LACES Untied

LACES Untied

LACES Untied

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Measure HLA

How will the proposal affect the LACES community?

Traffic has been a huge issue in Los Angeles. The long hours on the freeway and the ineffectiveness of the Metro system are infamous. Traffic in LA is not simply a minor inconvenience: 336 people died in crashes in 2023, 179 being pedestrians, per the LA Times. In an attempt to mitigate some of this danger, voters passed Measure HLA with 65.5% of the vote, according to the Los Angeles Registrar-Recorder/County Clerk.

Measure HLA is focused on implementing dedicated bike lanes and bus lanes, as well as widening sidewalks for safer pedestrian traffic. The measure itself doesn’t implement these changes but forces the city to comply with the old plan, Mobility Plan 2035, passed in 2015. HLA requires that whenever ⅛ of a mile of city streets are repaved or upgraded, parts of the Mobility Plan must be implemented, such as wider sidewalks or dedicated bike lanes.

For the LACES community, the long-term changes are welcomed by teachers and students alike and might lead to changed transportation habits. 

“I think once there’s protected bike lanes, I would end up riding my bike to work,” said Leadership advisor and history teacher Mr. Aaron Baskin. 

Baskin highlighted a double effect that implementing protected bike lanes would have to encourage travelers to use them.

“First off, you need to have the safety of the protected bike lanes,” said Baskin. “Secondly, it makes car travel worse, so that incentivizes people to use bikes, because it ends up being quicker.”

Students who drive daily also see the benefits HLA can bring, even if they will keep driving themselves to school.

“I think for me as a driver I’ll continue to drive but I think it’s good that [HLA] promotes public transport and encourages people to take healthier options,” said senior Kyler Yu. 

9th grade English teacher, Mr. Adam Tan, believes that the process will take many years, but will ultimately succeed in making the city more walkable. 

“I don’t think there’s any real solution to the traffic but I think we can still improve walkability and bikeability and perhaps 15 years in the future there are ways to bike around the city without fear of getting killed just for the sheer enjoyment of it,” said Tan.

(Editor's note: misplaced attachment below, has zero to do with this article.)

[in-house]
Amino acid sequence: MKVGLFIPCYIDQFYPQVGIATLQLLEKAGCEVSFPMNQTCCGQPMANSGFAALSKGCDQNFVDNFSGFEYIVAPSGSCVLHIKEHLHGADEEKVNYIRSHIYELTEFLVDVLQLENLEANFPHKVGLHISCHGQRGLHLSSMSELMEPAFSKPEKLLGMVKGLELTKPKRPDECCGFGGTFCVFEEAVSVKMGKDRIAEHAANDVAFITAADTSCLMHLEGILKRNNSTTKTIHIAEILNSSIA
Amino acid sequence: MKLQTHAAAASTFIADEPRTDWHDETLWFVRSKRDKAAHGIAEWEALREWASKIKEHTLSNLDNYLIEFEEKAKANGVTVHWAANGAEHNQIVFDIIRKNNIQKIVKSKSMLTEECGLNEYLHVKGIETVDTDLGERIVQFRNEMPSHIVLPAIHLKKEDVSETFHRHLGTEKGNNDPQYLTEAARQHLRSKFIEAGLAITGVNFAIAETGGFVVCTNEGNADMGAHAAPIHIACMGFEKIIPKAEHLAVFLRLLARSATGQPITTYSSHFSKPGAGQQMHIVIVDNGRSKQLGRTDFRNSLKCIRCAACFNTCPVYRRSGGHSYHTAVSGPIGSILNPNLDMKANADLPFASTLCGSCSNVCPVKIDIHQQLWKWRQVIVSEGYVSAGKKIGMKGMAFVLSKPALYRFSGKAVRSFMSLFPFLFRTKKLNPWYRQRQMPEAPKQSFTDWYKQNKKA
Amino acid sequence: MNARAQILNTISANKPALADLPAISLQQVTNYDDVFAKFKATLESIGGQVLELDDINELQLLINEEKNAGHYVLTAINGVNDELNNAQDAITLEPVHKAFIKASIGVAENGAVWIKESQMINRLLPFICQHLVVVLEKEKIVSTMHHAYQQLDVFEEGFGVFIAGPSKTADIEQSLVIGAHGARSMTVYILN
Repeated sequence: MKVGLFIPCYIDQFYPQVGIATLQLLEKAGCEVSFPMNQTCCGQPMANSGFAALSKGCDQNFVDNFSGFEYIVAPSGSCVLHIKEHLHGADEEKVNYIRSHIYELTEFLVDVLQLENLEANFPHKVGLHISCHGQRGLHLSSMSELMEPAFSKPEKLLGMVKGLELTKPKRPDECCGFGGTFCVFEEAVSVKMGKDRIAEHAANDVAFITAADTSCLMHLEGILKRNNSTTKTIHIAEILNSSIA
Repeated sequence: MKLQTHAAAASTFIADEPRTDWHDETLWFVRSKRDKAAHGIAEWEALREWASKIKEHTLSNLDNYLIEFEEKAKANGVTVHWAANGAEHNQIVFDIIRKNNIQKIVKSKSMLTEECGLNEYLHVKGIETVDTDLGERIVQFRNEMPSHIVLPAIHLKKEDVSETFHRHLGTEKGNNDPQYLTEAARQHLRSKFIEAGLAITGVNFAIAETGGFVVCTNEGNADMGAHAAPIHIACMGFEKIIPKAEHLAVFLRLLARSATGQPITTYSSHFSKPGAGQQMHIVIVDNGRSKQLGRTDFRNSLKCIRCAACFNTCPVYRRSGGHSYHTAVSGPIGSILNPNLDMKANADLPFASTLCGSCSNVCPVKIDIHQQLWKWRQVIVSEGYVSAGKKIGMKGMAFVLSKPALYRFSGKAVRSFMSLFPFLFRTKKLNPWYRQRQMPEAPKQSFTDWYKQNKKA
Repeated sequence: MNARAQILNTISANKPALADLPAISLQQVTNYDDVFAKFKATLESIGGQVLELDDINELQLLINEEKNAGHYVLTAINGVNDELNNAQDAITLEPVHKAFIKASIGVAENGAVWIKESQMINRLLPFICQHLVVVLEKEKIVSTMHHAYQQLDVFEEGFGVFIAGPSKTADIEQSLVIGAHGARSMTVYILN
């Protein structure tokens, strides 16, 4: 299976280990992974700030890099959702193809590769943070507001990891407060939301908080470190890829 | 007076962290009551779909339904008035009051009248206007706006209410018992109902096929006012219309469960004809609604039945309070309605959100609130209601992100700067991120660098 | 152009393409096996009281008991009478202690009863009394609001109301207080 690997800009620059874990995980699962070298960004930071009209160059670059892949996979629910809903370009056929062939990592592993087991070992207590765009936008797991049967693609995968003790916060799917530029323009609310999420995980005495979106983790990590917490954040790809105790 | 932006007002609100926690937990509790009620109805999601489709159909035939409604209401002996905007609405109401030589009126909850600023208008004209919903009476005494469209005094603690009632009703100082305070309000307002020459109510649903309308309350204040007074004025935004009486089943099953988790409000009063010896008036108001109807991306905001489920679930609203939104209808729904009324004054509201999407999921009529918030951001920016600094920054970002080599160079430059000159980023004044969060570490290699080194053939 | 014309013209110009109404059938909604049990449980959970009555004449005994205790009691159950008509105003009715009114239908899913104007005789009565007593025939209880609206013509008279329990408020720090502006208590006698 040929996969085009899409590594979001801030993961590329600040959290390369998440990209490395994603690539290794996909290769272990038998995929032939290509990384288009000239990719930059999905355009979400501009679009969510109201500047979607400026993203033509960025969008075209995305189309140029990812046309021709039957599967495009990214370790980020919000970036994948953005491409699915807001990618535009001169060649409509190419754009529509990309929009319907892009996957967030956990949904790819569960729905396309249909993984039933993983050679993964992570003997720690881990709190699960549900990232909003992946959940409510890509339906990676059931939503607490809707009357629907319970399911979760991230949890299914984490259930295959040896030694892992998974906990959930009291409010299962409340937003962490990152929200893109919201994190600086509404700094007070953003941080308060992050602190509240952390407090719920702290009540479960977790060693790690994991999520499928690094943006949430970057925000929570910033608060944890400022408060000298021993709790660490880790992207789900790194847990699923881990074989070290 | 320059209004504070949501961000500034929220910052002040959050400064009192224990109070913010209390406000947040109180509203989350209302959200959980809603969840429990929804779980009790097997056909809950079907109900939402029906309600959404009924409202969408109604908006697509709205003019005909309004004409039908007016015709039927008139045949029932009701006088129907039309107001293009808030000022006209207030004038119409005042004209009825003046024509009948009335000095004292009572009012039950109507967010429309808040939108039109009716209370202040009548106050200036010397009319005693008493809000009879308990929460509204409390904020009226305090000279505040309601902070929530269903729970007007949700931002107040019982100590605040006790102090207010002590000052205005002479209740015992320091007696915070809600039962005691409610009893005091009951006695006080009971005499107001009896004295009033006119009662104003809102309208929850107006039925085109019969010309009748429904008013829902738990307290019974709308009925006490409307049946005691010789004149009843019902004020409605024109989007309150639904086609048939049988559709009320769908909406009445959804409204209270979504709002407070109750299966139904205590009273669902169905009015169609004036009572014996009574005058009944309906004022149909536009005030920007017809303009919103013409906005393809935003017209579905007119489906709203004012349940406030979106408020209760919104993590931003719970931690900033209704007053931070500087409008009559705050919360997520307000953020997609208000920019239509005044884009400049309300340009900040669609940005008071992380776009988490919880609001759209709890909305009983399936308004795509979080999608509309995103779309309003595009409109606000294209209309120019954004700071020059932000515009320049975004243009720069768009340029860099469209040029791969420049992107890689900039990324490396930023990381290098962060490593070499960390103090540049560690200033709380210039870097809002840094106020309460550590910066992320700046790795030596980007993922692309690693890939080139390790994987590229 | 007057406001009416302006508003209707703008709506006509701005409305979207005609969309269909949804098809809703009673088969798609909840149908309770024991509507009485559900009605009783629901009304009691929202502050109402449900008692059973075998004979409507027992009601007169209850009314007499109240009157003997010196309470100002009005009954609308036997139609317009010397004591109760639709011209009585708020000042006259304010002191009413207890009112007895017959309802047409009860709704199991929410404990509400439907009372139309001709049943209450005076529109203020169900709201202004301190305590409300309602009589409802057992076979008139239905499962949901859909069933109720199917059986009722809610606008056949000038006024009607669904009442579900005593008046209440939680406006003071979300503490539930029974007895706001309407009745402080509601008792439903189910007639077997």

While the long-term positives of HLA are recognized, the process of revamping the roads will cause delays in traffic times. 

“It will definitely affect commute times for drivers,” Yu said. “But I think in Los Angeles, there’s traffic everywhere, so it won’t be any surprise.” 

The increased commute times are likely to annoy many drivers, and could possibly alienate them against Measure HLA. Baskin highlighted the mentality shift that people in Los Angeles need to have for HLA to work. 

“It’s going to be a painful adjustment where people’s mentalities have to shift … to say that it’s not better to drive, it’s better to take the subway, or the Metro, or the bus,” said Baskin. 

The increased commute times seem inevitable, but the city does have the opportunity to alleviate some of the inconvenience. 

“I think the city could streamline the process by communicating in advance what’s going to be closed and having traffic officers out there helping redirect things,” said Tan.

Baskin believes Measure HLA provides a unique opportunity to foster more community engagement in Los Angeles.

“If we take the goal of trying to increase biking and pedestrian walking, that leads to more community, which leads to more safety,” said Baskin. “It also leads to less desire to drive to further neighborhoods because you have [what you want] where you already live. [The idea is] combining all these human factors in the hope of increasing happiness in all living situations.”

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